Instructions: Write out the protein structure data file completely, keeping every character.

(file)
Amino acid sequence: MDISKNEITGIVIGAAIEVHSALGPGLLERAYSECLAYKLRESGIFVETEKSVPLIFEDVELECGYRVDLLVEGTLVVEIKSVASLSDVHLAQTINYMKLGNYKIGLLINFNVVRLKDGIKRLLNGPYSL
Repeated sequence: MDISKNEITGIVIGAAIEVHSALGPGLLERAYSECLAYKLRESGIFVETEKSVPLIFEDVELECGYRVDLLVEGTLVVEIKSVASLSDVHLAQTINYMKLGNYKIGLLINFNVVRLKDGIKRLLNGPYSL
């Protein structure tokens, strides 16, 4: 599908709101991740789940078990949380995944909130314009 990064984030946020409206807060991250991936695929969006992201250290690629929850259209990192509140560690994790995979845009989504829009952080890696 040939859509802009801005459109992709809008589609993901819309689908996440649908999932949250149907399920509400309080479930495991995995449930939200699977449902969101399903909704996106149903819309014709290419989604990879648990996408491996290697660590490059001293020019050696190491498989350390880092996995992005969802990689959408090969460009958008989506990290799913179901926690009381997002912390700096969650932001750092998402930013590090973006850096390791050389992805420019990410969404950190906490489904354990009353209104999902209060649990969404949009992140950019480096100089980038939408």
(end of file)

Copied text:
Amino acid sequence: MDISKNEITGIVIGAAIEVHSALGPGLLERAYSECLAYKLRESGIFVETEKSVPLIFEDVELECGYRVDLLVEGTLVVEIKSVASLSDVHLAQTINYMKLGNYKIGLLINFNVVRLKDGIKRLLNGPYSL
Repeated sequence: MDISKNEITGIVIGAAIEVHSALGPGLLERAYSECLAYKLRESGIFVETEKSVPLIFEDVELECGYRVDLLVEGTLVVEIKSVASLSDVHLAQTINYMKLGNYKIGLLINFNVVRLKDGIKRLLNGPYSL
């Protein structure tokens, strides 16, 4: 599908709101991740789940078990949380995944909130314009 990064984030946020409206807060991250991936695929969006992201250290690629929850259209990192509140560690994790995979845009989504829009952080890696 040939859509802009801005459109992709809008589609993901819309689908996440649908999932949250149907399920509400309080479930495991995995449930939200699977449902969101399903909704996106149903819309014709290419989604990879648990996408491996290697660590490059001293020019050696190491498989350390880092996995992005969802990689959408090969460009958008989506990290799913179901926690009381997002912390700096969650932001750092998402930013590090973006850096390791050389992805420019990410969404950190906490489904354990009353209104999902209060649990969404949009992140950019480096100089980038939408």